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Negotiating your way through the British countrysideBack to News
Monday 31st January | Posted by On Foot Staff
The patchwork patterns of fields that make up much of Britain’s farmland are among its most endearing features, but the hedges, walls and fences that mark them out can be a challenge to walkers. Over the centuries, farmers and landowners have developed some imaginative ways to solve the conundrum of allowing walkers through on a right of way without giving animals an opportunity to escape!
These gates and stiles are usually simple and universal in style, but sometimes more complex or characteristic of a region of the country, making for a wonderful variety of crossings that you will find along the footpaths. Here are some types that you’re likely to encounter when walking On Foot routes in England and Wales.
Pedestrian gate – of varying width and construction, these sometimes have a long, spring-loaded arm attached to the latch so that horse riders can open the gate without dismounting.
Stile (or step stile) – the most common way to cross a fence line and usually of wooden construction, sometimes with a helpful hatch at ground level for dogs.
Kissing gate – a gate that swings freely across a V-shaped or D-shaped opening in the fence, just ‘kissing’ the post on either side. Easy for humans, but tricky for cattle. Of course, there are other theories behind the name, but whether you want to kiss your walking companion(s) each time you pass through a gate is up to you!
Squeeze stile – a narrow gap lined by two stone slabs or posts, sometimes v-shaped and sometimes with a small gate. More complex versions may have sides that can be pushed apart to widen the gap.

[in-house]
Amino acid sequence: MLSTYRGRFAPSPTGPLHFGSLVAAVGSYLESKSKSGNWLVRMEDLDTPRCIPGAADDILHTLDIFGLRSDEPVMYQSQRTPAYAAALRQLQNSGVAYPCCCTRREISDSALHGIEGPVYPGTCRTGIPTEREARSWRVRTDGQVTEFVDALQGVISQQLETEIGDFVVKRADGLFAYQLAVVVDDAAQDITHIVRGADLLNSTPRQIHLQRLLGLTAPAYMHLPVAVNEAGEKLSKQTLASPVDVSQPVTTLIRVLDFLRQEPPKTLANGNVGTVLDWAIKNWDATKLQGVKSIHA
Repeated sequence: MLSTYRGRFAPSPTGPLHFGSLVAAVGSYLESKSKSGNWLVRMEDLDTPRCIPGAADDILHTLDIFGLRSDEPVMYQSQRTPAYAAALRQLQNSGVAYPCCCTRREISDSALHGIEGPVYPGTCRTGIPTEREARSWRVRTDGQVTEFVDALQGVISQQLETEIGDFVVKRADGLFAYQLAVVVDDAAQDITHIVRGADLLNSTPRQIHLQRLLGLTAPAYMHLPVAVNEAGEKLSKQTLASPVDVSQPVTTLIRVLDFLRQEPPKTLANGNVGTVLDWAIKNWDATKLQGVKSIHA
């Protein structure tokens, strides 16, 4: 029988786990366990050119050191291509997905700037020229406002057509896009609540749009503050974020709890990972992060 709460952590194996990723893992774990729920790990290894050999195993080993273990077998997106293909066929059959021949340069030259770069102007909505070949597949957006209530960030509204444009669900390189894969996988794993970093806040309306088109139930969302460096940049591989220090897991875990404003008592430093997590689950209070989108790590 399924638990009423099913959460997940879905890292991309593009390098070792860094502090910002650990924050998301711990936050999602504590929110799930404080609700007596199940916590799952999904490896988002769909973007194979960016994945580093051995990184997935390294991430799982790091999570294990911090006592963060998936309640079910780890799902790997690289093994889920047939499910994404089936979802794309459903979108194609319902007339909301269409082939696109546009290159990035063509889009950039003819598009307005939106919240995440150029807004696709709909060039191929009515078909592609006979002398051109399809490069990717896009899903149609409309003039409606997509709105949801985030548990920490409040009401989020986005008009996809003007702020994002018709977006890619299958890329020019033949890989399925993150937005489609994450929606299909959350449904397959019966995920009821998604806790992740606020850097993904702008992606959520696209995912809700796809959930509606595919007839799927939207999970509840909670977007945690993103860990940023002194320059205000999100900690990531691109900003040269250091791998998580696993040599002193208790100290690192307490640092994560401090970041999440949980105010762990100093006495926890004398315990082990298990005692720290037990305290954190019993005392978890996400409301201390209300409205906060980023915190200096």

Ladder stile – a pair of wooden ladders up and over a dry-stone wall. They make a good spot to sit and rest for a moment too!
This is ‘Beggar’s Stile’ at the head of Crummack Dale (on Ingleborough Circuit in the Yorkshire Dales), which, unusually, is named on the Ordnance Survey map. The ladder is shorter on the far side, leading to the magnificent Thieves Moss – a natural amphitheatre hidden from the valley below that is likely to have got its name from its use for the sale of stolen sheep and cattle.
Stone stile – made of large slabs cantilevered on both sides of a stone wall. Need to be negotiated with care! In Wales the slabs are often rustically uneven, and you’ll need to step over the vertical stones on the top of the wall.
In Yorkshire, however, you’re more likely to find square-cut stones and a helpful gap in the top of the wall – which some of the nimbler sheep will manage to climb through.
Hence the common addition of a small wooden gate, possibly spring-loaded so that it remains shut. This simple solution can catch you unawares – as On Foot’s Emma discovered when a gate swung shut and catapulted her from the top of the wall!
You may notice a ‘sheep creep’ near to a stone stile. This is a low gap for sheep to pass from one field to another without the need for a gate, but can easily be closed off when necessary. This one in North Wales is getting a little dilapidated…
Cattle grid – found where a road passes from fields to unfenced pastures, this is a series of rails over a shallow pit which allows access for vehicles and walkers (with care!), but not animals. There’s usually a gate alongside, originally intended for horse-drawn traffic. It has been reported occasionally that sheep have learned to roll themselves across the grids.
‘Cornish hedges’ are actually earth banks, often faced with stones and overgrown with bushes and other flora. There’s a multitude of designs of stiles in these hedges, usually made of long slabs of granite, laid in line with the direction of the hedge and stepped as necessary through a gap. Coffen stiles (horizontal at ground level) and cattle stiles (rising up and down) have spaces between the slabs to deter livestock, but which might be obscured by undergrowth.
Farmers are endlessly inventive, and you’ll probably spot many variations on these styles. On Foot’s Mary grew up on a farm in Wiltshire, and remembers her family’s ‘gap fillers’, which used up any unwanted bits of timber, metal and string to fill the gaps in hedgerows. You’ll also get accustomed when walking to dealing with fraying lengths of orange ‘baler twine’ holding gates shut with varying degrees of success.
And finally – if the sign encourages you to close the gate, make sure that you close the gate!